Marla Adams

Marla Adams (born August 28, 1938) is an American television actress, best known for her roles as Belle Clemens on The Secret Storm, from 1968 to 1974,[1] and as Dina Abbott Mergeron on The Young and the Restless. As Belle Clemens, she was the show's reigning villainess for the last years of its run, stopping at almost nothing to destroy the life of the show's leading heroine, Amy Ames. The two rivals were, at one time, related through marriage. As Dina Abbott on The Young and the Restless from 1983-86, in 1991 and again in 1996, she caused major disruptions in the lives of her three children and ex-husband John Abbott and his wife Jill. She reprised her role as Dina for three episodes on The Young and the Restless in 2008 when Katharine Chancellor was presumed dead. In May 2017, Adams returned to The Young and the Restless.[2] The following March, Adams' performance garnered her an Emmy Nomination for Best Supporting Actress.

Marla Adams
Born (1938-08-28) August 28, 1938 (age 82)
OccupationActress
Years active1961–present

Right before joining The Young and the Restless, she stepped into the role of the scheming Myrna Clegg, on the defunct daytime drama Capitol after the departure of actress Carolyn Jones who had left for health reasons, prior to Marj Dusay, who remained until the end of the show's run. As Helen Mullin on Generations, she was involved in a storyline involving racism, although it was her character's husband, Charles, who was the racist even though he was revealed to have a black mistress. She was the third actress to play Beth Logan, mother of Brooke (Katherine Kelly Lang), Donna (Carrie Mitchum, now Jennifer Gareis), and Katie(Nancy Sloan, now Heather Tom) on The Bold and the Beautiful (1991). In 1999, she appeared on Days of Our Lives as snooty Dr. Claire McIntyre. She appeared on the episode "Matter of Principle" of Walker, Texas Ranger.[3] On April 2, CBS first aired Michael Preece's television film The President's Man, an action film vehicle for its two leads, Chuck Norris and Dylan Neal.[4] Adams co-starred alongside Ralph Waite, Stuart Whitman, and Soon-Tek Oh. The story is about, Joshua McCord (Norris), who's an aging president's man, the highest classified job in the USA that consists to be a highly trained bodyguard of the president (Waite), who thinks of retiring and prepares to find his replacement (Neal). Within this ensemble Adams plays the first lady.[5][6][7]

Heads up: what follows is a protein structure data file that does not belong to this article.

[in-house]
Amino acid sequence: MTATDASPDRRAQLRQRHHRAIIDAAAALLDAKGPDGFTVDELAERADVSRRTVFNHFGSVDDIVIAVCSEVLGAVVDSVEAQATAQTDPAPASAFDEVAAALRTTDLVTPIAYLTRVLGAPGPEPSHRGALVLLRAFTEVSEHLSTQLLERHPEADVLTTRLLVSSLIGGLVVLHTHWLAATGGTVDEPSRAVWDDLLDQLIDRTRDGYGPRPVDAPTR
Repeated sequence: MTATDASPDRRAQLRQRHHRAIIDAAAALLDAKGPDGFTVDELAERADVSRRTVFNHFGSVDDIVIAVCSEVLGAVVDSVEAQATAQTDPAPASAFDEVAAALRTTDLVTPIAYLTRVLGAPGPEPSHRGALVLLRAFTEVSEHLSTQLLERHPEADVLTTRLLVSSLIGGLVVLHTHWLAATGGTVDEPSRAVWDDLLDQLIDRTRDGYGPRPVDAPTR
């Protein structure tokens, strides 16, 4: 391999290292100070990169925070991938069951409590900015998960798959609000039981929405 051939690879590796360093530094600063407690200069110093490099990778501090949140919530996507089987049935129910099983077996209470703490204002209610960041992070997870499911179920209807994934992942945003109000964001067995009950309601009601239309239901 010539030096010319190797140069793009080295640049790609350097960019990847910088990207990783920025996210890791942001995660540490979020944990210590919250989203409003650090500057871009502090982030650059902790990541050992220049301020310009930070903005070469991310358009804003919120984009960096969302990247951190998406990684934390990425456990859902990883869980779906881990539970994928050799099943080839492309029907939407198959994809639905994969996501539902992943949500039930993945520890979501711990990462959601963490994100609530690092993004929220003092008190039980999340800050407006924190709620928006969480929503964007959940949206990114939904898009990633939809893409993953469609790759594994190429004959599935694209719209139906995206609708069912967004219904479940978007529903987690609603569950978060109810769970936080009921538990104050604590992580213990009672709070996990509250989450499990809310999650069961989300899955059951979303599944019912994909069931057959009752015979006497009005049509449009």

Adams appeared on Broadway in the 1958 production of The Visit at the Morosco Theatre with Alfred Lunt and Lynn Fontanne.

FilmographyEdit

Years Title Role Notes
1961 Splendor in the Grass June
1968–1974 The Secret Storm Belle Clemens Britton Kincaid[8]
1975 Emergency! Rita Hudson S5Ep8
1983–2020 The Young and the Restless Dina Abbott Mergeron[9] Recurring role; 1983–1986, 1991, 1996, 2008, 2017–2020
1983 Capital Myrna Clegg
1985 Gotcha! Maria Moore[10]
1989–1990 Generations Helen Mullin
1991 The Bold and the Beautiful Beth Logan
1999 Days of Our Lives Dr. Claire McIntyre
2000 The President's Man First Lady Matthews
2000-2001 Walker, Texas Ranger Betsy Harper 3 Episodes

ReferencesEdit

  1. ^ Pike, Charlie (May 26, 1979). "Pike's Peeks". The Herald Journal. Retrieved November 16, 2010.
  2. ^ SOD (March 8, 2017). "Exculsive! Y&R Fave Returns!". Soap Opera Digest. United States: American Media, Inc. Odyssey Magazine Publishing Group Inc. Retrieved March 8, 2017.
  3. ^ "Walker, Texas Ranger | TV Guide". TVGuide.com. Retrieved 2020-01-02.
  4. ^ "Sunday Night". Herald and Review: 47. April 1, 2000 – via Newspapers.
  5. ^ "Sunday Highlights". Pittsburgh Post-Gazette. 73: 213. April 2, 2000 – via Newspapers.
  6. ^ "Best bets". The Montgomery Advertiser: 33. March 26, 2003 – via Newspapers.
  7. ^ Preece, Michael; Norris, Eric; Donner, Richard; Meyer, Gerald (2013). 5 Film Chuck Norris Collection (DVD). Echo Bridge Acquisition Corp LLC. Event occurs at The President's Man. 09600922143.
  8. ^ Brown, Les (January 18, 1974). "'SECRET STORM' STILLED BY C.B.S". New York Times. Retrieved November 16, 2010.
  9. ^ "O'GRADY IS BLUE ABOUT LEAVING "NYPD"". Contra Costa Times. December 22, 1995. Retrieved November 16, 2010.
  10. ^ Thomas, Kevin (May 3, 1985). "'GOTCHA!' TAKES AIM BUT MISSES COMEDY TARGET". Los Angeles Times. Retrieved November 16, 2010.

External linksEdit